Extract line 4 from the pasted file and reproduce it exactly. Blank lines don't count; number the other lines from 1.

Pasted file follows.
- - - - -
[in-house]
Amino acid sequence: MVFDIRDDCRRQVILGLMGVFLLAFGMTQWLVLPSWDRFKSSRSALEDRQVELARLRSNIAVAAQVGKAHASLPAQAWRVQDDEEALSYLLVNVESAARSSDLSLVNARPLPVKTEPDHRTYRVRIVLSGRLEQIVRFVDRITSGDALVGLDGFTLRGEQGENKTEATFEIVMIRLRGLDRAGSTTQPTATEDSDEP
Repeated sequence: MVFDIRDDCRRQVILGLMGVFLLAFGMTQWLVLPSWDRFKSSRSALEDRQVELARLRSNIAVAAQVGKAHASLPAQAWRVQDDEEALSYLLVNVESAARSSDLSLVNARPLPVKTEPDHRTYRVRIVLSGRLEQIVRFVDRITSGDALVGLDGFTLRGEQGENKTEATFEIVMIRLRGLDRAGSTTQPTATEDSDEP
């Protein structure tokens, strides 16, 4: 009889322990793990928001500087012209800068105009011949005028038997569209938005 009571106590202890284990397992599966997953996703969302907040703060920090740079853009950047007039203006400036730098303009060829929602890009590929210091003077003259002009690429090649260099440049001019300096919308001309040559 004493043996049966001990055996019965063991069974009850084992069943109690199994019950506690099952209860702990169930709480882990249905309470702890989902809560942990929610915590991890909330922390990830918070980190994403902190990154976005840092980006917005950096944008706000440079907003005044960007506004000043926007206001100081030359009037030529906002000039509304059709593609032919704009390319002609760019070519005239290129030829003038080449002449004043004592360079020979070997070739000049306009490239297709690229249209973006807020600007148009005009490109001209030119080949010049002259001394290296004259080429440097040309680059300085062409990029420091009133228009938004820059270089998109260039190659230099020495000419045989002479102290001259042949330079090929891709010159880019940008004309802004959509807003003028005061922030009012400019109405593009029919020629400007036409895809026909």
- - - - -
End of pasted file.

């Protein structure tokens, strides 16, 4: 009889322990793990928001500087012209800068105009011949005028038997569209938005 009571106590202890284990397992599966997953996703969302907040703060920090740079853009950047007039203006400036730098303009060829929602890009590929210091003077003259002009690429090649260099440049001019300096919308001309040559 004493043996049966001990055996019965063991069974009850084992069943109690199994019950506690099952209860702990169930709480882990249905309470702890989902809560942990929610915590991890909330922390990830918070980190994403902190990154976005840092980006917005950096944008706000440079907003005044960007506004000043926007206001100081030359009037030529906002000039509304059709593609032919704009390319002609760019070519005239290129030829003038080449002449004043004592360079020979070997070739000049306009490239297709690229249209973006807020600007148009005009490109001209030119080949010049002259001394290296004259080429440097040309680059300085062409990029420091009133228009938004820059270089998109260039190659230099020495000419045989002479102290001259042949330079090929891709010159880019940008004309802004959509807003003028005061922030009012400019109405593009029919020629400007036409895809026909």